Snowdonia is a land alive with myth, folklore, legends and magic. Stories of giants, monsters and heroes are associated with almost every lake, hill, mountain and village, and the Welsh tradition of storytelling has made sure that these rich and varied tales are still as vibrant today as ever.
Cadair Idris, for example, is rich with stories. It derives its name, meaning ‘Chair of Idris‘, from the giant warrior poet of Welsh legend who is said to have created his seat to view the heavens from this lofty point.
Another tale when venturing up the mountain at night to consider tells how those who dare to sleep on its slopes overnight will awake either a madman or a poet!
Others claim that Cadair Idris is the hunting ground of Gwyn ap Nudd, lord of the Celtic Underworld ‘Annwn’, who is escorted by a pack of supernatural red-eared hounds that herd a person’s soul into the underworld…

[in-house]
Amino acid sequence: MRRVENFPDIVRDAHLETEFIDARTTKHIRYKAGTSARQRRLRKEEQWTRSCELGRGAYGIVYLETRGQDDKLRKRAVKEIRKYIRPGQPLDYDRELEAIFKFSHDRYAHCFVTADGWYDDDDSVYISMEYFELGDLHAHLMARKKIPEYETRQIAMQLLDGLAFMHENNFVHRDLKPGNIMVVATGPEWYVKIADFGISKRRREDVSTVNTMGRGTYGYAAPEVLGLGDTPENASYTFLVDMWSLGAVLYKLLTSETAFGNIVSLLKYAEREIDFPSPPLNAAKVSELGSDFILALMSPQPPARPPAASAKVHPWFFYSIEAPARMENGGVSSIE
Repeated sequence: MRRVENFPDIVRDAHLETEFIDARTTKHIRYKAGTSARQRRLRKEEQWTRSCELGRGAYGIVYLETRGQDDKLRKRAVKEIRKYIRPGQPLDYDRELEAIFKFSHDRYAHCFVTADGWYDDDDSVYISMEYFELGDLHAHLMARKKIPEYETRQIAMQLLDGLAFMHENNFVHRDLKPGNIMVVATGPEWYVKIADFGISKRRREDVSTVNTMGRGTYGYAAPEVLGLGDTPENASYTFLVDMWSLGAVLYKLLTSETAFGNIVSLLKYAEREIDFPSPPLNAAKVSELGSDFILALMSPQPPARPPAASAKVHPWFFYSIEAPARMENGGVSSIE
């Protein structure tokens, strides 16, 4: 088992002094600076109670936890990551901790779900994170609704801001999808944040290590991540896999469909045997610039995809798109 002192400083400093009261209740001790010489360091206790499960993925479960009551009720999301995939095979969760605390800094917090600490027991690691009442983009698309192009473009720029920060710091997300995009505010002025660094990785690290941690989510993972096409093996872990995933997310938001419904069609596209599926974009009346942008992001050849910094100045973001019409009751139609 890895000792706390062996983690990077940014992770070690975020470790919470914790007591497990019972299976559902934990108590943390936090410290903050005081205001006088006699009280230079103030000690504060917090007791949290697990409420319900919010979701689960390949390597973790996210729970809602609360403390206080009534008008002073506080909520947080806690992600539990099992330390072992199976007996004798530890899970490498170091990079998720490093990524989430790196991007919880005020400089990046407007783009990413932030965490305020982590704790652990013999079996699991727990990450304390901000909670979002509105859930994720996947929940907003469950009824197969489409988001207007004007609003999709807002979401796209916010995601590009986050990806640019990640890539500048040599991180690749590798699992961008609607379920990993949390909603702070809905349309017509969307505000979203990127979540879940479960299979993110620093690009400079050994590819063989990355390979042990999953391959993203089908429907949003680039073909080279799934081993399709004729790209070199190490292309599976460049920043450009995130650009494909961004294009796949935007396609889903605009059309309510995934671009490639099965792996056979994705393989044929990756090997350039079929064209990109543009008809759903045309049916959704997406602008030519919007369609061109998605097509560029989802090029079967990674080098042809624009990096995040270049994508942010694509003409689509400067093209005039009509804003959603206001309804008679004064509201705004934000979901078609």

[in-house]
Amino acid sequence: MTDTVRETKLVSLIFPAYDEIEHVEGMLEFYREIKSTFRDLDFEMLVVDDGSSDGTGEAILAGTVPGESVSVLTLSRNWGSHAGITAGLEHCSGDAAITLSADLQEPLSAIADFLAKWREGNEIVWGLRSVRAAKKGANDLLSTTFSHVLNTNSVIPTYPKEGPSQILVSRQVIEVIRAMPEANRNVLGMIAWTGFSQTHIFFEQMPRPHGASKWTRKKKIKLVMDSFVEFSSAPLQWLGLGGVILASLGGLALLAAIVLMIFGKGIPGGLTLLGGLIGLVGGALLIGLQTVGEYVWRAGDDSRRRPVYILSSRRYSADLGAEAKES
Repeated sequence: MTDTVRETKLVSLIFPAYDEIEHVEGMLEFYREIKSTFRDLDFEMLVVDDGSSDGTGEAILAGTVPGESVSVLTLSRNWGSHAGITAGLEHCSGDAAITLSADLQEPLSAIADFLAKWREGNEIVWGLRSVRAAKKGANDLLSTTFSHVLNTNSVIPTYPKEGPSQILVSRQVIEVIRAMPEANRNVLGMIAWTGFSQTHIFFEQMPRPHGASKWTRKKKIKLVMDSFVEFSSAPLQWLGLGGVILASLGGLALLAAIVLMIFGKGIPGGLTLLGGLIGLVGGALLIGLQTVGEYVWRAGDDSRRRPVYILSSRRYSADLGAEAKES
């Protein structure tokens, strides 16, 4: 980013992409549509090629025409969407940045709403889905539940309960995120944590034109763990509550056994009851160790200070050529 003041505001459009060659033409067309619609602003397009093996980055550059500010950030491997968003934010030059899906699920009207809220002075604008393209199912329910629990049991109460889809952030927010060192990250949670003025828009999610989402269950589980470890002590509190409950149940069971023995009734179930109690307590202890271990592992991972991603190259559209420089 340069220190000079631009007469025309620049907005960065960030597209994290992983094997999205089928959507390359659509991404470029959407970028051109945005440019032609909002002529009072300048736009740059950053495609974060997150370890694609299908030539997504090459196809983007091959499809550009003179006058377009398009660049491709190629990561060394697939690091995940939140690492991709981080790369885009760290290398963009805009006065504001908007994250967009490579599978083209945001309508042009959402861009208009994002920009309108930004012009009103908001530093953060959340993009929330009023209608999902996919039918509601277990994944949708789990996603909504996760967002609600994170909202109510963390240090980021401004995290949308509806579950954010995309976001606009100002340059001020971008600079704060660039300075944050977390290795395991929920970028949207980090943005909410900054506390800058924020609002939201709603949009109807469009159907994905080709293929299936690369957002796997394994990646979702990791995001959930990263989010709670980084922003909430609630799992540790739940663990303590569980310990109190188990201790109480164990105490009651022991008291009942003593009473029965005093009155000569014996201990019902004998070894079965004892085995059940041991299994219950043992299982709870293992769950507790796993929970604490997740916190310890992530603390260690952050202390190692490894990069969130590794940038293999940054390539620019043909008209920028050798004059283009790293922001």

According to folklore, Llyn Cau, the stunning glacial lake on Cadair Idris, is not only bottomless, but the home of a Welsh water dragon, which once lived elsewhere and terrorised the locals. King Arthur is said to have captured it, tied it behind his horse and dragged it up the mountain to release it in Llyn Cae.
An animation of the tale of Idris the giant can be seen at Cadair Idris Visitor Centre, and at Corris, people are invited to explore these myths and stories in underground caverns at King Arthur’s Labrynth,